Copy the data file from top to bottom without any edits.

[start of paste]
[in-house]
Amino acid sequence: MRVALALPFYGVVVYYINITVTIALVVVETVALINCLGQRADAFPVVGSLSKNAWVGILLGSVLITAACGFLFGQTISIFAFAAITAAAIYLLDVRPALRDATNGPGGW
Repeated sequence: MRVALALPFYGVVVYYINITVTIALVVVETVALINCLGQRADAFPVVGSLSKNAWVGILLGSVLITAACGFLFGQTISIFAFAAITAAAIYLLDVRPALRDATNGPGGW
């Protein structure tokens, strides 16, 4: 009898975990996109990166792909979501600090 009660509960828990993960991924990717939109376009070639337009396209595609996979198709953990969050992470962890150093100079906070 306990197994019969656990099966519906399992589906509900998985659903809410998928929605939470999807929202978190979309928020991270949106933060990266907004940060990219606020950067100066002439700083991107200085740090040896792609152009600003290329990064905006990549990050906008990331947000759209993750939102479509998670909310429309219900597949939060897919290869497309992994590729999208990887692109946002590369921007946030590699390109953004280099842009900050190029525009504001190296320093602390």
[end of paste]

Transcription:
[in-house]
Amino acid sequence: MRVALALPFYGVVVYYINITVTIALVVVETVALINCLGQRADAFPVVGSLSKNAWVGILLGSVLITAACGFLFGQTISIFAFAAITAAAIYLLDVRPALRDATNGPGGW
Repeated sequence: MRVALALPFYGVVVYYINITVTIALVVVETVALINCLGQRADAFPVVGSLSKNAWVGILLGSVLITAACGFLFGQTISIFAFAAITAAAIYLLDVRPALRDATNGPGGW
């Protein structure tokens, strides 16, 4: 009898975990996109990166792909979501600090 009660509960828990993960991924990717939109376009070639337009396209595609996979198709953990969050992470962890150093100079906070 306990197994019969656990099966519906399992589906509900998985659903809410998928929605939470999807929202978190979309928020991270949106933060990266907004940060990219606020950067100066002439700083991107200085740090040896792609152009600003290329990064905006990549990050906008990331947000759209993750939102479509998670909310429309219900597949939060897919290869497309992994590729999208990887692109946002590369921007946030590699390109953004280099842009900050190029525009504001190296320093602390």